The Hydrogeology of the San Juan Mountains Chapter 5

By:  and 
Edited by: Robert Blair and George Bracksieck



Study Area

Table of Contents

Knowledge of the occurrence, storage, and flow of groundwater in mountainous regions is limited by the lack of integrated data from wells, streams, springs, and climate. In his comprehensive treatment of the hydrogeology of the San Luis Valley, Huntley (1979) hypothesized that the underlying, fractured volcanic bedrock of the San Juan Mountains has relatively high bulk permeability and a regional-scale water table with a low hydraulic gradient. Other (some more recent) studies of fractured crystalline bedrock in mountainous terrain indicate that these rock units can act as aquifers (Kahn et al. 2008; Manning and Caine 2007; Robinson 1978; Stober and Bucher 2005). The body of recent work also suggests that the conception that fractured crystalline bedrock is of such low permeability that it constitutes a “no-flow zone” may be inappropriate. In addition to establishing a new baseline, the data presented here are used to test Huntley’s (1979) hypotheses that suggest that the San Juan Mountains may be underlain by a substantial groundwater system. With the advent of computers and digital databases, many types of publicly available data can be used to test hypotheses and provide new insights into mountain hydrogeology at the regional scale in the San Juan Mountains. Plate 16 illustrates processes that suggest several fundamental questions arising from our lack of knowledge of mountain hydrogeology. These questions include: What are the dynamic interrelationships among the tectonics of mountain building, climate, and groundwater, and what are the time scales over which associated processes operate? How does extreme topographic relief allow for groundwater recharge along steep surfaces rather than simply causing precipitation to run off ? How does extreme relief translate into hydraulic gradients that drive groundwater flow? Can extreme gradients drive large volumes of meteoric water deep into the Earth’s upper crust? Once in the subsurface, what are the residence times of these waters? Finally, how does complex geology, commonly associated with mountainous terrain, influence these processes and control potentially heterogeneous and tortuous flow pathways? This chapter presents a synthesis of hydrogeological data, in a reconnaissance style, at the regional scale for the San Juan Mountains. Analyses of these data shed some light on the questions posed earlier for the San Juan Mountains and on mountain hydrogeologic processes in general. These analyses are based on public digital data from geologic and topographic maps, precipitation networks, stream gauges, groundwater wells, and springs. These data can be integrated using the hydrologic cycle expressed as a mass balance between inputs and outputs. The data types noted earlier form the basic set of measurements used to explore, characterize, and quantify elements of the hydrologic cycle. This exploration at a variety of scales yields insight into the relationships among the physical geological framework, climatological and hydrological budgets, and the hydraulic properties of the major aquifers in the San Juan Mountains. Each of these factors has been broken down and investigated separately and then integrated at the end of the chapter, using a conceptual model. Although the San Juan Mountains contain extensive precious- and base-metal deposits that have led to natural and mining-related groundwater contamination, this topic is not addressed here. Interested readers should refer to the extensive body of US Geological Survey work in Gray et al. (1994), Plumlee et al. (1995), Wirt et al. (1999), Johnson and Yager (2006), Johnson et al. (2007), and Church, von Guerard, and Finger (2007). Huntley (1979) also provided a large database for regional hydro-geochemistry of the San Juan Mountains (SJM).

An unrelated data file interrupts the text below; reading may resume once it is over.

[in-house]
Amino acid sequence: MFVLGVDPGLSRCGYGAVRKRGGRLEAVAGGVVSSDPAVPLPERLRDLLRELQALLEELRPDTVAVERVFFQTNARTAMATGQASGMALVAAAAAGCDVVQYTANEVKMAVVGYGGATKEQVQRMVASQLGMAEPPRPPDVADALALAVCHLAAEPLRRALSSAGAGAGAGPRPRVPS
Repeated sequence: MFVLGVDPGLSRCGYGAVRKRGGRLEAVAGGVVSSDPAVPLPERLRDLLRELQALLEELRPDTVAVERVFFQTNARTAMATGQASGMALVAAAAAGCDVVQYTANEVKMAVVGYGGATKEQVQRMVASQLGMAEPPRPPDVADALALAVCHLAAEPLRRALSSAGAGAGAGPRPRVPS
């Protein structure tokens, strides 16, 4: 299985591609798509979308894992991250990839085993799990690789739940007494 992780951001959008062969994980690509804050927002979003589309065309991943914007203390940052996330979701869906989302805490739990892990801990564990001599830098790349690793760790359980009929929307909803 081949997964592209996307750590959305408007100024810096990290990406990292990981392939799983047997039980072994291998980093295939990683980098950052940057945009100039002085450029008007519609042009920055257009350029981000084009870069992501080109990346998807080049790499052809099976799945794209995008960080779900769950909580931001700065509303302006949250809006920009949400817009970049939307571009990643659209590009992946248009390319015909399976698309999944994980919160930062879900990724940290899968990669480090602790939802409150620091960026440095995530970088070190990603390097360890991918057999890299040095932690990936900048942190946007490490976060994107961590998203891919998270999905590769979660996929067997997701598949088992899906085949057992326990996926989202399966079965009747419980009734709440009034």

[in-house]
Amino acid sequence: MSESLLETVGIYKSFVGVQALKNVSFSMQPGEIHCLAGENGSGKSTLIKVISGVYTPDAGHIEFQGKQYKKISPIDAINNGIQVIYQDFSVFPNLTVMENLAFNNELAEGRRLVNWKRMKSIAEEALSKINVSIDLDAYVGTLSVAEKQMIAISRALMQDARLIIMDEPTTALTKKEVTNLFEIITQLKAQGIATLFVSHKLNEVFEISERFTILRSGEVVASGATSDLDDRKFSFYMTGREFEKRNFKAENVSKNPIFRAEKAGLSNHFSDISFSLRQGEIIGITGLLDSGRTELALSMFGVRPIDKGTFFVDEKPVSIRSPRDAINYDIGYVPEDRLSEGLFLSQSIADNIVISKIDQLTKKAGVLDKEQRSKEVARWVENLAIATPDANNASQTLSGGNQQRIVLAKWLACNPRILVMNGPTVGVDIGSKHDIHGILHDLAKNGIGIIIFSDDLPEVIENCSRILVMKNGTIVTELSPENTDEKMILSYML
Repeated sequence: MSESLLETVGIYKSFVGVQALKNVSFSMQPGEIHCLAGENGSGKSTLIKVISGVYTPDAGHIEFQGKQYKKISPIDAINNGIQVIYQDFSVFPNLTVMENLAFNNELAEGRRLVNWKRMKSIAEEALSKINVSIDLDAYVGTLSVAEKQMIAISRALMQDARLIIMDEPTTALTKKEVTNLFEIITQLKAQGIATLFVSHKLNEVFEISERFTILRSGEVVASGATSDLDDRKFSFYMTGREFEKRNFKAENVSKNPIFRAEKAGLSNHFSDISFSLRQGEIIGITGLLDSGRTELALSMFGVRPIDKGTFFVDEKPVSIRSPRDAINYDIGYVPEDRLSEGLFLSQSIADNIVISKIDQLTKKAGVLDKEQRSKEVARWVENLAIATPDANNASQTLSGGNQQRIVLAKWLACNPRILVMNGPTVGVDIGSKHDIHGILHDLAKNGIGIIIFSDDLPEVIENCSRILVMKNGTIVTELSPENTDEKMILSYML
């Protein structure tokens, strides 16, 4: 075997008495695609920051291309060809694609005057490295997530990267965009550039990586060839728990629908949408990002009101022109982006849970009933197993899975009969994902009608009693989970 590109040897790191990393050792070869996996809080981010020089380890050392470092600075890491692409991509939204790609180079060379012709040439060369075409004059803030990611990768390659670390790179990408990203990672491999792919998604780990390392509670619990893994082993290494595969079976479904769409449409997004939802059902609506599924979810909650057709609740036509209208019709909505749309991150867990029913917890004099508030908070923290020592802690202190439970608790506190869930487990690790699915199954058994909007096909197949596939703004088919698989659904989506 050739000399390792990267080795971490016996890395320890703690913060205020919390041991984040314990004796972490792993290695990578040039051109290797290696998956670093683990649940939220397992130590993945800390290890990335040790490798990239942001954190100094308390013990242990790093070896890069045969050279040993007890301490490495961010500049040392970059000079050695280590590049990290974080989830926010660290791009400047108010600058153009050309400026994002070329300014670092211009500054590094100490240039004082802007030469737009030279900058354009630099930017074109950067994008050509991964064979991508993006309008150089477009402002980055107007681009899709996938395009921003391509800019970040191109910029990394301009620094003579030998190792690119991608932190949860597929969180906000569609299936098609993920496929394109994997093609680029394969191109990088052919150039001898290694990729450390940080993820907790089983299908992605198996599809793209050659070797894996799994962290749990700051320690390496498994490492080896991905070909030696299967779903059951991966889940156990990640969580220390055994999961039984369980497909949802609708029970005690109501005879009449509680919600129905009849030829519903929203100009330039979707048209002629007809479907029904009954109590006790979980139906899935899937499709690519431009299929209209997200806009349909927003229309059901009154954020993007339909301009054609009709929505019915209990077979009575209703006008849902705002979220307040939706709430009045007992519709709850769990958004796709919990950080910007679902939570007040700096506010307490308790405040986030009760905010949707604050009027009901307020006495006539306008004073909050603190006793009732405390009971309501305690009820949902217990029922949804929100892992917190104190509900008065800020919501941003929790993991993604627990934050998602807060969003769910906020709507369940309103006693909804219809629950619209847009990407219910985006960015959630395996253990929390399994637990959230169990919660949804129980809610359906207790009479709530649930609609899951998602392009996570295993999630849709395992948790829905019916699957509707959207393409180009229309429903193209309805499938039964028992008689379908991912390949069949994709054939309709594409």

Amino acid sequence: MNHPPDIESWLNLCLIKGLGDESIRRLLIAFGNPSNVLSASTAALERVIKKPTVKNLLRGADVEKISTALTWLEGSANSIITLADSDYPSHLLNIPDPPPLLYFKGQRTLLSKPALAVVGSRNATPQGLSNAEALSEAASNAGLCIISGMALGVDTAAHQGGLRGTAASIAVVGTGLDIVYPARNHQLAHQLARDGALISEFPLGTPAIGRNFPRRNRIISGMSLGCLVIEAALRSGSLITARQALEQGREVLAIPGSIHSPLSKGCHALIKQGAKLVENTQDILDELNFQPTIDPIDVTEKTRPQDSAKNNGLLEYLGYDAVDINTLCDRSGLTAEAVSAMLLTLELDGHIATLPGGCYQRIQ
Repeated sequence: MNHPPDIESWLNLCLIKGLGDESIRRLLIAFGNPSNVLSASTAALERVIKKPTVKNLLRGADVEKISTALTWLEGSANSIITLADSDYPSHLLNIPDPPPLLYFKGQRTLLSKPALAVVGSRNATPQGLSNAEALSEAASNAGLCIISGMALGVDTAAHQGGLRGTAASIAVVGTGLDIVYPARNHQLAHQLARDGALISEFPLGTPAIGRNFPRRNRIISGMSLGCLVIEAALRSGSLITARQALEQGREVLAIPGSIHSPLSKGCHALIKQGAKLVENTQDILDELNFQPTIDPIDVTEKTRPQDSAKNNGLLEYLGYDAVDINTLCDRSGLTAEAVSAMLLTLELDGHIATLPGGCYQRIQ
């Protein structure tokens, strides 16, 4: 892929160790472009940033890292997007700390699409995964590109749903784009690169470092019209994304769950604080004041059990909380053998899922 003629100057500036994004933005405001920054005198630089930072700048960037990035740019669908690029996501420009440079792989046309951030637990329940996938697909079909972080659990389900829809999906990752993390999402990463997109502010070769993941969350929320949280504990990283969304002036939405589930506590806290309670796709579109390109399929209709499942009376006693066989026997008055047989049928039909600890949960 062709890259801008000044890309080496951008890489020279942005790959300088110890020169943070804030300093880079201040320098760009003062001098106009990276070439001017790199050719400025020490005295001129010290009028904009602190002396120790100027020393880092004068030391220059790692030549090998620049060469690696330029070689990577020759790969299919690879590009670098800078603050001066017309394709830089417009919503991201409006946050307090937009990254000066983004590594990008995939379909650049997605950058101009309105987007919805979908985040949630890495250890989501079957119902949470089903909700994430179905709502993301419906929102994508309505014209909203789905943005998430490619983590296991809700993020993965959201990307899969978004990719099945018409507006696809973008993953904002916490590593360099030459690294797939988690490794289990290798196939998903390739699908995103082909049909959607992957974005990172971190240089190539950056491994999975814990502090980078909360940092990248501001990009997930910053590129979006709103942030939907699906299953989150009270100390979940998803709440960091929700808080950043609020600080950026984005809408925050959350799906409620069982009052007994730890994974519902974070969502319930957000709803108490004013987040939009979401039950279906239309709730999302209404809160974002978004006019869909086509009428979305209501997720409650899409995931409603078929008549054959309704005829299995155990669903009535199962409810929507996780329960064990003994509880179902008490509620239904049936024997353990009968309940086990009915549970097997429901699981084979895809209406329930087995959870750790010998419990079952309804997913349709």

Additional publication details

Publication type Book chapter
Publication Subtype Book Chapter
Title The Hydrogeology of the San Juan Mountains Chapter 5
Chapter Chapter 5
ISBN 978-1-60732-084-5
Year Published 2011
Language English
Publisher University Press of Colorado
Publisher location Boulder, CO
Contributing office(s) Crustal Geophysics and Geochemistry Science Center
Description 20 p.
Larger Work Type Book
Larger Work Subtype Monograph
Larger Work Title The Eastern San Juan Mountains Their Ecology, Geology, and Human History
First page 79
Last page 98
Country United States
State Colorado
Online Only (Y/N) N
Additional Online Files (Y/N) N